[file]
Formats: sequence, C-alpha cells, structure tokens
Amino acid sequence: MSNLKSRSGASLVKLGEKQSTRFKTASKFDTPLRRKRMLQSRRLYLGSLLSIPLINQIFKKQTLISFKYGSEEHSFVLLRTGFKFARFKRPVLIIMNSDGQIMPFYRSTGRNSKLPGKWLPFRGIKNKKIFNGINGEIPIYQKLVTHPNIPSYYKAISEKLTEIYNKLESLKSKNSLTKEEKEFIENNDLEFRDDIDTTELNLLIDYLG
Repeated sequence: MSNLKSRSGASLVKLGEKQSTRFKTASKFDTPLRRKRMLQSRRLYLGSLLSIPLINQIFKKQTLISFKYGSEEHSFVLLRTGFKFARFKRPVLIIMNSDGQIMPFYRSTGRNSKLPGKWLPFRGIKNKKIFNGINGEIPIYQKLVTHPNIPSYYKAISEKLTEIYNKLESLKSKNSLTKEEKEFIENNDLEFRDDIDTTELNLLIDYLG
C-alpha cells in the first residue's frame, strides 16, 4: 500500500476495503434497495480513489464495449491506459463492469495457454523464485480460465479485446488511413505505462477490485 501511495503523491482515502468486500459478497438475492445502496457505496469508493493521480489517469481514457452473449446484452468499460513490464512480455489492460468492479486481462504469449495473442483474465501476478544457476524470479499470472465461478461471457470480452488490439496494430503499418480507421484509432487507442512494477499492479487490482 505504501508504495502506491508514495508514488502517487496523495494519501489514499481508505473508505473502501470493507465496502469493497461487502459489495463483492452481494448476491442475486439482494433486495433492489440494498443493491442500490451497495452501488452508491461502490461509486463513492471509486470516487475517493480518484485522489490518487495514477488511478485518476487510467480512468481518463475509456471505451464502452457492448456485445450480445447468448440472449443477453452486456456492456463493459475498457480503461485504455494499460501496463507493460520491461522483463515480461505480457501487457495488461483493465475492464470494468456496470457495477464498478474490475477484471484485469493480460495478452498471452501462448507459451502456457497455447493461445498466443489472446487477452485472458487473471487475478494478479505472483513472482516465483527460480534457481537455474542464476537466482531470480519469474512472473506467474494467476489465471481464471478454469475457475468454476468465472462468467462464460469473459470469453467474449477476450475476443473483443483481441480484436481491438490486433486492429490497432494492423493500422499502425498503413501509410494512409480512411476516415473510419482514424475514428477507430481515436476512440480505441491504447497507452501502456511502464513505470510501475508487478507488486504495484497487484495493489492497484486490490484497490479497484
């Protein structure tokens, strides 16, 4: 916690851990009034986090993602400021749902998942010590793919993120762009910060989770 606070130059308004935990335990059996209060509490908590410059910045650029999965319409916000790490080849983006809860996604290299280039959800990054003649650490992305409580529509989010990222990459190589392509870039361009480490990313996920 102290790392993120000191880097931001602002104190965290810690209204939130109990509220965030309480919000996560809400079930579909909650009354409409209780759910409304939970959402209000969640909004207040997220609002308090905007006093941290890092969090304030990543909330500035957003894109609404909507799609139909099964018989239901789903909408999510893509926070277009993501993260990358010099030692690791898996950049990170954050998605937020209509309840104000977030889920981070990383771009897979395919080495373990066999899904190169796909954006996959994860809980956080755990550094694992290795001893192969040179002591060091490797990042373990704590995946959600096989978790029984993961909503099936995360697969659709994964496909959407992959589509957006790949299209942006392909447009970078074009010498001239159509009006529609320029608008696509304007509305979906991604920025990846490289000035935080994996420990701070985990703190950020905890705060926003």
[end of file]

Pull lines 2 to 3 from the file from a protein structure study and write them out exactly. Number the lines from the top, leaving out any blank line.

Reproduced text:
Amino acid sequence: MSNLKSRSGASLVKLGEKQSTRFKTASKFDTPLRRKRMLQSRRLYLGSLLSIPLINQIFKKQTLISFKYGSEEHSFVLLRTGFKFARFKRPVLIIMNSDGQIMPFYRSTGRNSKLPGKWLPFRGIKNKKIFNGINGEIPIYQKLVTHPNIPSYYKAISEKLTEIYNKLESLKSKNSLTKEEKEFIENNDLEFRDDIDTTELNLLIDYLG
Repeated sequence: MSNLKSRSGASLVKLGEKQSTRFKTASKFDTPLRRKRMLQSRRLYLGSLLSIPLINQIFKKQTLISFKYGSEEHSFVLLRTGFKFARFKRPVLIIMNSDGQIMPFYRSTGRNSKLPGKWLPFRGIKNKKIFNGINGEIPIYQKLVTHPNIPSYYKAISEKLTEIYNKLESLKSKNSLTKEEKEFIENNDLEFRDDIDTTELNLLIDYLG